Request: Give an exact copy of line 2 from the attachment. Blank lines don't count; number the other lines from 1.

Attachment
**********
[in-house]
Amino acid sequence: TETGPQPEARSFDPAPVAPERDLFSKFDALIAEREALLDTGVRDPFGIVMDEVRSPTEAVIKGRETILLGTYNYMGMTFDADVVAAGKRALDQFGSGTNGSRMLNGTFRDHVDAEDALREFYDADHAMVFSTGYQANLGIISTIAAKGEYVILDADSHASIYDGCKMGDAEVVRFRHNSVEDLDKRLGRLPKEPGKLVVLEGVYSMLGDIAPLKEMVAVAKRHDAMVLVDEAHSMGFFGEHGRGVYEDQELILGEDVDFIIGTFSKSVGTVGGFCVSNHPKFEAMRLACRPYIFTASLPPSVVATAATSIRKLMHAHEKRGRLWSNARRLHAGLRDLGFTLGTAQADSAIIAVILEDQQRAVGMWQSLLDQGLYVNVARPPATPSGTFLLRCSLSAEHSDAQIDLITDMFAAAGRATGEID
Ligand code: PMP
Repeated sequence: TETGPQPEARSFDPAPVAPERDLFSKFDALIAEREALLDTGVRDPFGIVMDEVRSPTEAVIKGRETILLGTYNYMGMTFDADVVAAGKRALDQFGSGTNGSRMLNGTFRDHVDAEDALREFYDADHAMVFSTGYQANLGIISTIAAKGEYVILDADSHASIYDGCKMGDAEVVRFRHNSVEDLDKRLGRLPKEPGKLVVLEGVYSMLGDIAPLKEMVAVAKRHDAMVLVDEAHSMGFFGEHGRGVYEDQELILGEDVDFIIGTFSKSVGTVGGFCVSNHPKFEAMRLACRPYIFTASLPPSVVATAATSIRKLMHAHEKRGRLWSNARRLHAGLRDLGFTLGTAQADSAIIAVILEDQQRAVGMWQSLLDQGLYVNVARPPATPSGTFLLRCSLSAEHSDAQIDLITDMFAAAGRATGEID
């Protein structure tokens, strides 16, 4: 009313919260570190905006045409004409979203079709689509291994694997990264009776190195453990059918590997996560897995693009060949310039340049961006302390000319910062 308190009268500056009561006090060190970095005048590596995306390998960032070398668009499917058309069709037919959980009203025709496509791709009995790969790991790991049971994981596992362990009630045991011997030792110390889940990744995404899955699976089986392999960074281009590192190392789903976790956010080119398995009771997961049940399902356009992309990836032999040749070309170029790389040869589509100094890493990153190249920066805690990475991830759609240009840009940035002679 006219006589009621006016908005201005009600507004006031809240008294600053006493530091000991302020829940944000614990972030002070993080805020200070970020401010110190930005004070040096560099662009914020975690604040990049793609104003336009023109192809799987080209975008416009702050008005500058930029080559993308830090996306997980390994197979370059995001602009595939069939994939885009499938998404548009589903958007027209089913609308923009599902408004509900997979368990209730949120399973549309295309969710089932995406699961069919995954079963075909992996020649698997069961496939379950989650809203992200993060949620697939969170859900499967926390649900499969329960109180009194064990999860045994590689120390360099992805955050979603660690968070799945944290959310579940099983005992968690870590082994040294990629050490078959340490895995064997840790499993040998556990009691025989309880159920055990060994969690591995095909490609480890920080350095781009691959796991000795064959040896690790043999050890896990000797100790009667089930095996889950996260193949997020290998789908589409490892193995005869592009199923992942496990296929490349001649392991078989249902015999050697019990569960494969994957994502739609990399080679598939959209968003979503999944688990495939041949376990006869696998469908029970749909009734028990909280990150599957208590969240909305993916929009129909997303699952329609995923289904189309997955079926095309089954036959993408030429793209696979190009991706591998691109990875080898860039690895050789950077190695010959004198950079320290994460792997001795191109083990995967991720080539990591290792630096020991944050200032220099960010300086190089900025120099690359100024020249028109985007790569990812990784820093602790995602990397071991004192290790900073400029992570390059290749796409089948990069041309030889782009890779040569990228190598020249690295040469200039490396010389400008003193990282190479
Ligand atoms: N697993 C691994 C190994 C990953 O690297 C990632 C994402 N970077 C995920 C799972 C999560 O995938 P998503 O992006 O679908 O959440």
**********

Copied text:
Amino acid sequence: TETGPQPEARSFDPAPVAPERDLFSKFDALIAEREALLDTGVRDPFGIVMDEVRSPTEAVIKGRETILLGTYNYMGMTFDADVVAAGKRALDQFGSGTNGSRMLNGTFRDHVDAEDALREFYDADHAMVFSTGYQANLGIISTIAAKGEYVILDADSHASIYDGCKMGDAEVVRFRHNSVEDLDKRLGRLPKEPGKLVVLEGVYSMLGDIAPLKEMVAVAKRHDAMVLVDEAHSMGFFGEHGRGVYEDQELILGEDVDFIIGTFSKSVGTVGGFCVSNHPKFEAMRLACRPYIFTASLPPSVVATAATSIRKLMHAHEKRGRLWSNARRLHAGLRDLGFTLGTAQADSAIIAVILEDQQRAVGMWQSLLDQGLYVNVARPPATPSGTFLLRCSLSAEHSDAQIDLITDMFAAAGRATGEID